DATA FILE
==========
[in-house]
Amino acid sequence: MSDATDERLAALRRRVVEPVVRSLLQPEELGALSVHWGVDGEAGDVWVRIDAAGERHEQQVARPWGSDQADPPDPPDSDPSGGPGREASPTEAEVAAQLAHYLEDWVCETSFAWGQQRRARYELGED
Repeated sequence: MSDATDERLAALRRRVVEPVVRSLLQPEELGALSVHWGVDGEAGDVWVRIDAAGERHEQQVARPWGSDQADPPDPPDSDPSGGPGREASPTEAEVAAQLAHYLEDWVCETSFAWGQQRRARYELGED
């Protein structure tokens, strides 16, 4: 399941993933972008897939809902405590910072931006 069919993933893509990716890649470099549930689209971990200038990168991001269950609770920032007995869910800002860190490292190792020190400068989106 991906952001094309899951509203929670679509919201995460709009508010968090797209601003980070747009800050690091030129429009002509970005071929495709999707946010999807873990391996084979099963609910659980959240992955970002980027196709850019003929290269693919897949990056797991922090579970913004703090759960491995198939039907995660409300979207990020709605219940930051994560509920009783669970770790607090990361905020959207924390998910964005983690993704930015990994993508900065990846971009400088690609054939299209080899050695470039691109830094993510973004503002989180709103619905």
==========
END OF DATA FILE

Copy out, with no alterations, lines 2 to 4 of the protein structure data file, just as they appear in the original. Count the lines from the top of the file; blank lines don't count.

Amino acid sequence: MSDATDERLAALRRRVVEPVVRSLLQPEELGALSVHWGVDGEAGDVWVRIDAAGERHEQQVARPWGSDQADPPDPPDSDPSGGPGREASPTEAEVAAQLAHYLEDWVCETSFAWGQQRRARYELGED
Repeated sequence: MSDATDERLAALRRRVVEPVVRSLLQPEELGALSVHWGVDGEAGDVWVRIDAAGERHEQQVARPWGSDQADPPDPPDSDPSGGPGREASPTEAEVAAQLAHYLEDWVCETSFAWGQQRRARYELGED
């Protein structure tokens, strides 16, 4: 399941993933972008897939809902405590910072931006 069919993933893509990716890649470099549930689209971990200038990168991001269950609770920032007995869910800002860190490292190792020190400068989106 991906952001094309899951509203929670679509919201995460709009508010968090797209601003980070747009800050690091030129429009002509970005071929495709999707946010999807873990391996084979099963609910659980959240992955970002980027196709850019003929290269693919897949990056797991922090579970913004703090759960491995198939039907995660409300979207990020709605219940930051994560509920009783669970770790607090990361905020959207924390998910964005983690993704930015990994993508900065990846971009400088690609054939299209080899050695470039691109830094993510973004503002989180709103619905």